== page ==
Managing pests is an important part of the farming industry – crop yields depend on it. Pesticides kill pests, or harmful organisms. Biopesticides are naturally occurring and are derived from plants, animals and microorganisms. Chemical pesticides are just that – chemical.
Biopesticides only account for a relatively small portion of the total pesticide market but it is growing – the Asia-Pacific market is especially booming due to increased adoption in some emerging countries. Organic farmers rely on biopesticides to manage pests; however, non-organic farmers are turning to biopesticides in their droves due to increasing acknowledgement of their benefits. Here we take a look at the main advantages of biopesticides over the more standard chemical pesticides.
More specific pest targeting
When chemical pesticides get used it is estimated that as little as 0.1% of it will engage with its specific target. The rest can end up in water sources and soil, adversely affecting plant and animal life. Conversely, biopesticides do not cause any harm to crops or wildlife – they also do not leave residue on produce may be consumed by animals, or even humans. The correct natural enemy is matched with a corresponding pest, making the targeting process a lot more specific.
Biopesticides are more effective than chemical pesticides
Chemical pesticides are formulated to work through one mode of action – pests are killed quickly. However, biopesticides have multiple modes of action. They may, for example, sabotage the pest’s reproduction or digestion. The rapid kill action of the chemical pesticide, in some cases, may be needed. However, it may work better in conjunction with the different biological modes of the biopesticides. It is not always a case of chemical pesticide or biopesticide – both can be used together for better results.
Biopesticides are inexpensive compared to chemical pesticides
Whilst the research, development and production costs of chemical pesticides can be astronomical, biopesticides are naturally occurring therefore the resulting production costs are lower in comparison. This high cost inevitably gets passed on to the customer, the farmers in this case, leading to increased profits or enabling them to produce even better value for money for the ultimate consumer.
Biopesticides are more convenient to use
Since chemical pesticides are toxic, specific rules must be followed during use. The Restricted Entry Interval (REI), and other guidelines, for each pesticide must be adhered to. For example, the fumigant methyl bromide is highly toxic and can be easily absorbed into the lungs, gut and skin. Being exposed to it for even just a short time can make an agricultural worker become unwell – it can even be fatal. Biopesticides, on the other hand, do not have this issue. Returning to the field is, generally, a lot quicker – this means more time can be spent productively.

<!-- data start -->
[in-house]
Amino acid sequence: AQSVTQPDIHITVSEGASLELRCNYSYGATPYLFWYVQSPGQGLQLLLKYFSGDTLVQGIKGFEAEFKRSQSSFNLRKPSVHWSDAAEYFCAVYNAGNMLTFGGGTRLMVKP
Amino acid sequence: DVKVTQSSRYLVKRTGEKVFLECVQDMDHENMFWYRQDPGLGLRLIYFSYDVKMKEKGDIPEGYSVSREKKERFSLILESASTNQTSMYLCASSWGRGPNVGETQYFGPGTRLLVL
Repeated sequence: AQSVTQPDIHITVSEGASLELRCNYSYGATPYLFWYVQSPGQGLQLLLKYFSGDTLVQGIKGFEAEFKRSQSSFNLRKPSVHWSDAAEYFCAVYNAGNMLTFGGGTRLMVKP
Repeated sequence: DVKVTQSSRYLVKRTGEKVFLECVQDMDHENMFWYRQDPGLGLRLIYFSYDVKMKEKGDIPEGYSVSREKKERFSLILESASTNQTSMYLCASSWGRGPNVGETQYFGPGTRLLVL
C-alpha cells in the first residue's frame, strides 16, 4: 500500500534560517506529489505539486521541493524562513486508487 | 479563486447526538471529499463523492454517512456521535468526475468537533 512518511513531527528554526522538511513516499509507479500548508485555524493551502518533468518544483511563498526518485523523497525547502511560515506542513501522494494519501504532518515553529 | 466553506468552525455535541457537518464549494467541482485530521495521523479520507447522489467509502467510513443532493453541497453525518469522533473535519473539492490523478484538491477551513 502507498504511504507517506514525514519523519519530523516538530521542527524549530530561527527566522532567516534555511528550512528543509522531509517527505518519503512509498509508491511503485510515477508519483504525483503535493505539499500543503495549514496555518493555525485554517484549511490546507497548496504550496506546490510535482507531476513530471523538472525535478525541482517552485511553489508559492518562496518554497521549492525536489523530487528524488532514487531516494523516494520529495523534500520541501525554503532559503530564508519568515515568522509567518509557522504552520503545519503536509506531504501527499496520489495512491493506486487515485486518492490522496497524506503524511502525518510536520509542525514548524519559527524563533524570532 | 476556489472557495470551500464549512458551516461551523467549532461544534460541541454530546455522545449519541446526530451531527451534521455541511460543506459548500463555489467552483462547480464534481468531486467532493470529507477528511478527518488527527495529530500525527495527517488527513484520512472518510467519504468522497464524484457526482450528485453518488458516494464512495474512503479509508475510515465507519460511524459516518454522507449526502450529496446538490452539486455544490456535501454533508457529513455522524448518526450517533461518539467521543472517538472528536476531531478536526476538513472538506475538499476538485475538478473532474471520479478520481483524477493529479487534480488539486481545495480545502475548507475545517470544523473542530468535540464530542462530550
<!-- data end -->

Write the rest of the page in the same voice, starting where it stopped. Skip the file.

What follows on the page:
There is some evidence to suggest that pests become resistant to chemical pesticides through natural selection. This is particularly worrying for farmers who use this method to ensure protected for their crops. The evolution into “superpests” can also lead to over-use of pesticides to compensate, and the problem gets worse – both for the environment and the farmers bank balance. This is not the case with biopesticides, they remain effective over time.
Biopesticides are quicker getting to market
Chemical fertilizers can take over a decade to be approved for use. Biopesticides in comparison, although also needing approved, can go from idea to market in less than five years. The biopesticide industry can innovate at a quicker rate and keep up with the changing needs of farmers.
More popular with customers
Customers are becoming increasingly aware of the health dangers, as well as the negative environmental impact, caused by chemical pesticides. Pesticide residues in food products can cause a myriad of short and long-term health effects. Consumers are becoming increasingly aware of this – and in some cases switch to products that have been farmed using organic principles. This could, potentially, result in significant financial loses for farms that use chemical pesticides.
The bottom line
Although chemical pesticides dominate the pesticide market, conventional farmers are moving towards the use of biopesticides. It is difficult to ignore their benefits – more economical, more eco-friendly and more convenient! The use of biopesticides has been increasing over the past two decades and this trend looks set to continue. This is good news for the environment due to the extensive damage chemical pesticides can cause to plants and wildlife.